But the show has a built-in challenge: it is being staged, and sold, as a two-parter, generally seen two nights in a row or in a matinee-plus-evening marathon. That means cost is a hurdle for some — to see both parts, you have to buy two tickets — while for others, the running time is daunting — Part 1 is 2 hours and 40 minutes, and Part 2 is 2 hours and 35 minutes.
“It’s a big time commitment, and for people who don’t go to theater all the time it seems like a really big time commitment,” said Victoria Bailey, the executive director of the Theater Development Fund. “And there’s a perception that Broadway is really expensive, so unless you’re reaching people who want to go and telling them that there’s a price point that is manageable, there are people who assume ‘I can’t afford that.’”
The producers, who would answer questions only in writing, insist that they are not worried. Their weekly grosses are now near their weekly running costs, but they should rise over the coming weeks as Thanksgiving and the Christmas season bring more tourists to town.
“Given the two-part nature of this unique theater production, we always anticipated that there would be a time when the sales would level off, and we have now settled into a viable business-as-usual weekly sales pattern, if ‘business as usual’ is ever something that’s possible to say in the theater,” the lead producers, who include Rowling as well as Sonia Friedman and Colin Callender, said in a statement. “Acknowledging that there is no road map for producing an open-ended run of a two-part play in NYC, we continue to learn all we can about positioning this remarkable and unique event in this particular market.”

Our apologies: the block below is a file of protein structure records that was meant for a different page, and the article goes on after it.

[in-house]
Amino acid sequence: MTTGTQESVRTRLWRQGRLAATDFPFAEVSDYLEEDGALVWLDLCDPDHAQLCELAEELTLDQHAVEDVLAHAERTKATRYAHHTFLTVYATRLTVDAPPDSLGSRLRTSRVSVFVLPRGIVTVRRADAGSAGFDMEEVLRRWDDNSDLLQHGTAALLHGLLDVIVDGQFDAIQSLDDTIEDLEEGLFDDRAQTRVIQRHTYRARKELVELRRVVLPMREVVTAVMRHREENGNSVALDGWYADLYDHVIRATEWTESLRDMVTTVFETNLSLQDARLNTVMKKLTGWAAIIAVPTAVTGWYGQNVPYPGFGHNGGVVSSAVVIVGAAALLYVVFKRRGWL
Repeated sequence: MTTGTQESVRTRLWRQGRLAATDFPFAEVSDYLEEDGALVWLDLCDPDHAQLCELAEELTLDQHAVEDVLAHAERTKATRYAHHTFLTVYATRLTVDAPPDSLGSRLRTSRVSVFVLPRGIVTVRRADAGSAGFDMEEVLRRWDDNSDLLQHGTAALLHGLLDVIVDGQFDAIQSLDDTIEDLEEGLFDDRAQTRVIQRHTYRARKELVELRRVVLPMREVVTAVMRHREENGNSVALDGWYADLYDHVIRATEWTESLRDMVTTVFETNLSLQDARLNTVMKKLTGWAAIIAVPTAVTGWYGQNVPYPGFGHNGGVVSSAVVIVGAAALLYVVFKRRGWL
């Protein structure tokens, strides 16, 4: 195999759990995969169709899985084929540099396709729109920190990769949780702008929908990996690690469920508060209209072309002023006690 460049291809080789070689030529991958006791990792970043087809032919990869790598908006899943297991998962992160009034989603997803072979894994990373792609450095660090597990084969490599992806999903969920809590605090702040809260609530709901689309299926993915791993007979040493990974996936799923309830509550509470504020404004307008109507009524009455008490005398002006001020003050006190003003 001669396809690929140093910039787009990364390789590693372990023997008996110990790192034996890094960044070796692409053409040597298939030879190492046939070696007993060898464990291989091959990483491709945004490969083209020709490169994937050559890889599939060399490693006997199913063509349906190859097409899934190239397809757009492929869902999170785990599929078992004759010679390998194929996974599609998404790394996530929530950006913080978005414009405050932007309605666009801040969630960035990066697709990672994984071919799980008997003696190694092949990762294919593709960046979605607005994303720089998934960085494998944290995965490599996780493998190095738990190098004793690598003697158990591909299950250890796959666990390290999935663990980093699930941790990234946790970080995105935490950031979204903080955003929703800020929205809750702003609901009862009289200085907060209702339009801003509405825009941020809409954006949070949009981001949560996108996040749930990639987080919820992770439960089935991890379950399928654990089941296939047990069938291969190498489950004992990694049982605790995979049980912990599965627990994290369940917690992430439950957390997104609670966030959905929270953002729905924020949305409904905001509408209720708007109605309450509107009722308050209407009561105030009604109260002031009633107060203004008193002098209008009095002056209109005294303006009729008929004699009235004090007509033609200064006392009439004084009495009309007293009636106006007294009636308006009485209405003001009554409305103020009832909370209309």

One step the producers have taken is to cut prices, and they have done so effectively enough that the 1,622-seat Lyric Theater has remained fully sold out, week after week. The play is now a relative bargain — a ticket to one of the parts costs less, on average, than all but two shows currently running on Broadway.
“They’re making smart choices by varying prices and maintaining capacity,” said Mike Rafael, a ticketing analyst, who said the important question now is when and whether the “Cursed Child” grosses, which were above $2 million a week through most of last year but have fallen to about $1 million a week this fall, will level off. “I know people are concerned about the declines, but I’m more interested in how they settle.”
Producers redesigned the play’s marketing material to add an image of Harry Potter with a lightning bolt logo that has long been used to promote Potter books and films. They also added Rowling’s name, making it clear that she is behind the stage story.